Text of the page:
Bentonville Film Festival Review: Youth v Gov

Year: 2020
Runtime:  110 minutes
Director: Christi Cooper
Writer: Christi Cooper, Steven Hoggard (story consultant), Lyman Smith (additional writing by)

Climate change continues to become one of the most impactful and daunting issues facing us and the longer we continue to ignore, the harder things will get. We’re past the point of summers and winters being a little harsher, and we’re now seeing much more damaging and frequent hurricane and wildfire seasons that are causing harm to people’s health and changing their lives for the worst. Just a few weeks ago, I walked outside of my East coast (U.S.) residence to see this sort of fog that casted over the entire area and soon learned that it was actually smoke that drifted across the country from the Oregon wildfires – damaging the air quality and hindering visibility.

Even when it may not be directly happening to you, the effects of climate change are clearer than ever and it’s critical that we need to start to take action before it’s too late. The first feature documentary from filmmaker and scientist Christi Cooper, “Youth v Gov” (2020), embodies this sense of urgency as it showcases a new voice against climate change.

The film follows the efforts of twenty-one youth plaintiffs as they sue the U.S. government for knowingly causing harm to their lives and the lives of millions through by continually permitting the combustion of fossil fuels and valuing money over human lives. Each plaintiff from across the country has their own story of how climate change has drastically affected them and have come together to not only hold the government accountable for their actions and inaction but inspire others to fight alongside them.

“Youth v. Gov” really gives the arguments of the young plaintiffs of Julianna v. United States some weight as it creates a strong timeline for the government’s negligence. It unflinchingly shows the corruption of presidents, spanning back decades, as they would use climate change as a means to get elected and then completely go against what they said through the actions of supporting oil companies. It’s corruption that comes from both major parties and the film does a great job showing that to the greatest extent. It makes the case’s arguments of the government’s knowledge plain to see and is one of the many ways that this film expertly gives viewers an insight into this process.

There are aspects to “Youth v Gov” that sort of make it a methodical blueprint for what it takes to make a case against a big governing body. As it delves into how climate change has affected each young plaintiff and why their case is so important, the film weaves these stories and meanings together to show the importance they play in making their case. It’s a true chronicle of their beliefs and watching them basically go step by step really keeps you involved and almost like you’re a part of the fight. It makes this film potentially a strong source of inspiration for others to hold their government accountable.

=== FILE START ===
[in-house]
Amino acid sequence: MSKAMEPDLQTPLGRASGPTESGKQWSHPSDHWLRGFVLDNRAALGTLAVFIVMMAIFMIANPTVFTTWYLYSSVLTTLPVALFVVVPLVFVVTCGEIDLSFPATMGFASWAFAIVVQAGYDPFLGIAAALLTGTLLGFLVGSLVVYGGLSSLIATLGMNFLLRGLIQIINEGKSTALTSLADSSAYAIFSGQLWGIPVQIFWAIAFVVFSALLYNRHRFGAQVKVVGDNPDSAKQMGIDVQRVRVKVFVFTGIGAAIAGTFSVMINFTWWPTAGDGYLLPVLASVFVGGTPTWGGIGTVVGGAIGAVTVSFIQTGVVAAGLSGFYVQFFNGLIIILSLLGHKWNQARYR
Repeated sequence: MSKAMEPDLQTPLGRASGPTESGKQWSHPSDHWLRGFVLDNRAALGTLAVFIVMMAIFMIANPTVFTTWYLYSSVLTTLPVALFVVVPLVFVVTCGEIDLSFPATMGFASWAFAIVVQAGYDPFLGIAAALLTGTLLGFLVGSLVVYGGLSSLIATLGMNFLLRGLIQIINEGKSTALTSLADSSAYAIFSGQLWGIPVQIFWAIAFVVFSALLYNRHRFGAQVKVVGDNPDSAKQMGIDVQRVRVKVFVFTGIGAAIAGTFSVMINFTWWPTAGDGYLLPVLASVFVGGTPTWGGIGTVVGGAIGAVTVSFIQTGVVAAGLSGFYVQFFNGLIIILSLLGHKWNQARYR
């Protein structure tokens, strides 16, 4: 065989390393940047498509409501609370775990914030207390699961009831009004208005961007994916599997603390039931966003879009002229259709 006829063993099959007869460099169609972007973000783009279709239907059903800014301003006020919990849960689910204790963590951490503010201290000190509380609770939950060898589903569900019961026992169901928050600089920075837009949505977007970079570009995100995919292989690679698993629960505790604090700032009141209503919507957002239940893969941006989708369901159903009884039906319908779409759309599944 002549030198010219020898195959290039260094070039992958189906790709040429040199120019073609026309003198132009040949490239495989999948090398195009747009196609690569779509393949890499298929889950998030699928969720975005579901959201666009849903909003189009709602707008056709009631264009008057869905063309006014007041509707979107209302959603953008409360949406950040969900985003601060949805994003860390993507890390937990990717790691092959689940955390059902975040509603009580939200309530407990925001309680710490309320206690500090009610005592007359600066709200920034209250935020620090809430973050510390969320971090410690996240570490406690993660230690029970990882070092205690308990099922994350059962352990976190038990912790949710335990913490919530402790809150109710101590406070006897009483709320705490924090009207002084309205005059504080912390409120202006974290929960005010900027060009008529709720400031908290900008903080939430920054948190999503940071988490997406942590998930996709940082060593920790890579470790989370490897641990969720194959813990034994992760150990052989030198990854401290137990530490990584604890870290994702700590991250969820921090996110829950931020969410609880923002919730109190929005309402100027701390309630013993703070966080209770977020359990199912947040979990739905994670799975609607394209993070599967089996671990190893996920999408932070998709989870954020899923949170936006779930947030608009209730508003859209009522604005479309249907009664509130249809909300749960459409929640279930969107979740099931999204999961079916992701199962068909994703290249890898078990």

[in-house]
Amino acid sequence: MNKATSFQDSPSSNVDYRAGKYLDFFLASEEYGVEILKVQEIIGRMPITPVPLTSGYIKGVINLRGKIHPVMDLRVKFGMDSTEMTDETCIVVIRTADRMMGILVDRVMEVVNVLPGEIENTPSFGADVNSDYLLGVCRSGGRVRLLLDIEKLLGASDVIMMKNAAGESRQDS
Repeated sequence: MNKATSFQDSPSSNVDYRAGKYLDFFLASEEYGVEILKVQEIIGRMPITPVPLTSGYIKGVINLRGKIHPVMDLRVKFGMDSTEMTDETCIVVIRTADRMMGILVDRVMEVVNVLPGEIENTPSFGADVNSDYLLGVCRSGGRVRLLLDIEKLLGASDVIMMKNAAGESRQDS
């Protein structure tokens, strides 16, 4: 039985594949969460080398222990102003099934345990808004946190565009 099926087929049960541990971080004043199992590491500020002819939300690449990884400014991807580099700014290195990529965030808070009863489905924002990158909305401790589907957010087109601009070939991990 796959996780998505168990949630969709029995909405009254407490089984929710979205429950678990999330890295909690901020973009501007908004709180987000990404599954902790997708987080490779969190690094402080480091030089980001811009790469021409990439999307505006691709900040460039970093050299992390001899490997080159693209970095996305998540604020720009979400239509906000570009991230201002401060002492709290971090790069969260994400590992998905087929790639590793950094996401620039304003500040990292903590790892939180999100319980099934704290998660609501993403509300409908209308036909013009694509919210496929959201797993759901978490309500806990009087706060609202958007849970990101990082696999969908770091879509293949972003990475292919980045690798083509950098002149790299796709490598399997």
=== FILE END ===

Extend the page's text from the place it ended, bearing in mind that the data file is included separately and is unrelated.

The most effective element of “Youth v Gov” is its titular youth as their stories, unflinching efforts, and genuine care easily tug at your heart. Older generations have always looked down on younger generations for not caring and telling them that they’ll need to step up and that’s exactly what you’re seeing with these twenty-one plaintiffs. Although they come from different parts of the country and are off different ages, they come together for this common goal and really stand by one another to see it through. Their stories about how climate change has greatly affected them, ranging from the increased factory emissions have had worsening affects on their breathing to heightened weather impacts creating damaging floods, really stick with you and gives their case some emotional weight. It shows how their personal experiences define the impact of climate change and why it’s so important that our actions need to change.

However, although their fight is full of relatable desires for change, there are still barriers that come from the government. Constant delays and attempts to delegitimize their efforts create obstacles show how tough it can really be to hold the government accountable and its what ultimately still makes their case a tough fight to this day – roughly six years after it was filed. While these obstacles seem to make their efforts futile, “Youth v Gov” still showcases the power of their efforts well in displaying the impact they’ve had and the worldwide effort it’s sparked. There’s something really heartfelt about the way that climate change scientists feel seen and heard by these young plaintiffs making their research matter and how their lawyers really take them seriously and are equally inspired by them every step of the way.

The note Cooper leaves things on is perfect with her showing how other young people from around the world are fighting alongside them and how their case might not be won yet but has inspired a global effort that shows the growing conversation and impact of climate change. It’s an inspiring end that makes you want to get up and act – which is exactly the kind of fitting, effective ending “Youth v Gov” deserves.

“Youth v Gov” is an effective and inspiring showcase of taking a stand and tackles climate change efforts from a fresh and hopeful perspective. It’s an engaging chronicle of one of the most landmark cases against the government of our time and could easily spark a sense of change in those who watch it.


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